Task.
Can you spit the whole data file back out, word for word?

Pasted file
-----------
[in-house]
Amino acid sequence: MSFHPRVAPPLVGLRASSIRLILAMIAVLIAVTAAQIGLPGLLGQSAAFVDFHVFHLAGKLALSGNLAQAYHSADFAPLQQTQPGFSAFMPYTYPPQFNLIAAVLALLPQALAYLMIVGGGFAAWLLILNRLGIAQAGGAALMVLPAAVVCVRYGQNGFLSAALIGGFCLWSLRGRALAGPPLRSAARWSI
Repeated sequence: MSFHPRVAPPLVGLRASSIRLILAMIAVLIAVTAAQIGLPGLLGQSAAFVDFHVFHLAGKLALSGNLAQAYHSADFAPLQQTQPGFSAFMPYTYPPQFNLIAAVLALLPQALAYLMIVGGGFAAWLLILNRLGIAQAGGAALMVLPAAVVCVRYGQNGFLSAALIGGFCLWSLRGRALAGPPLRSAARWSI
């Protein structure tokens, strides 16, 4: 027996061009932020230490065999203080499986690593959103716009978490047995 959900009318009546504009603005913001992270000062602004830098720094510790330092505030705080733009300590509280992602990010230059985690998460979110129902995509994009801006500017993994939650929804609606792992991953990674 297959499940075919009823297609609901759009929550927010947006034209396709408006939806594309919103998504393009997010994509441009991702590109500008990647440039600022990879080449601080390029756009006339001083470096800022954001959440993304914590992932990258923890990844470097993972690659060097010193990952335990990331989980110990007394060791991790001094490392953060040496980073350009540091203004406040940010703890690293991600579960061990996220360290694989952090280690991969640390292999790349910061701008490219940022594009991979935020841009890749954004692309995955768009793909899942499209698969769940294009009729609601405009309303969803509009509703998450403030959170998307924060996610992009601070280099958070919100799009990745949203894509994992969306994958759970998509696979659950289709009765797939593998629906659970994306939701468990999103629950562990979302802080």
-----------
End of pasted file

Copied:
[in-house]
Amino acid sequence: MSFHPRVAPPLVGLRASSIRLILAMIAVLIAVTAAQIGLPGLLGQSAAFVDFHVFHLAGKLALSGNLAQAYHSADFAPLQQTQPGFSAFMPYTYPPQFNLIAAVLALLPQALAYLMIVGGGFAAWLLILNRLGIAQAGGAALMVLPAAVVCVRYGQNGFLSAALIGGFCLWSLRGRALAGPPLRSAARWSI
Repeated sequence: MSFHPRVAPPLVGLRASSIRLILAMIAVLIAVTAAQIGLPGLLGQSAAFVDFHVFHLAGKLALSGNLAQAYHSADFAPLQQTQPGFSAFMPYTYPPQFNLIAAVLALLPQALAYLMIVGGGFAAWLLILNRLGIAQAGGAALMVLPAAVVCVRYGQNGFLSAALIGGFCLWSLRGRALAGPPLRSAARWSI
């Protein structure tokens, strides 16, 4: 027996061009932020230490065999203080499986690593959103716009978490047995 959900009318009546504009603005913001992270000062602004830098720094510790330092505030705080733009300590509280992602990010230059985690998460979110129902995509994009801006500017993994939650929804609606792992991953990674 297959499940075919009823297609609901759009929550927010947006034209396709408006939806594309919103998504393009997010994509441009991702590109500008990647440039600022990879080449601080390029756009006339001083470096800022954001959440993304914590992932990258923890990844470097993972690659060097010193990952335990990331989980110990007394060791991790001094490392953060040496980073350009540091203004406040940010703890690293991600579960061990996220360290694989952090280690991969640390292999790349910061701008490219940022594009991979935020841009890749954004692309995955768009793909899942499209698969769940294009009729609601405009309303969803509009509703998450403030959170998307924060996610992009601070280099958070919100799009990745949203894509994992969306994958759970998509696979659950289709009765797939593998629906659970994306939701468990999103629950562990979302802080």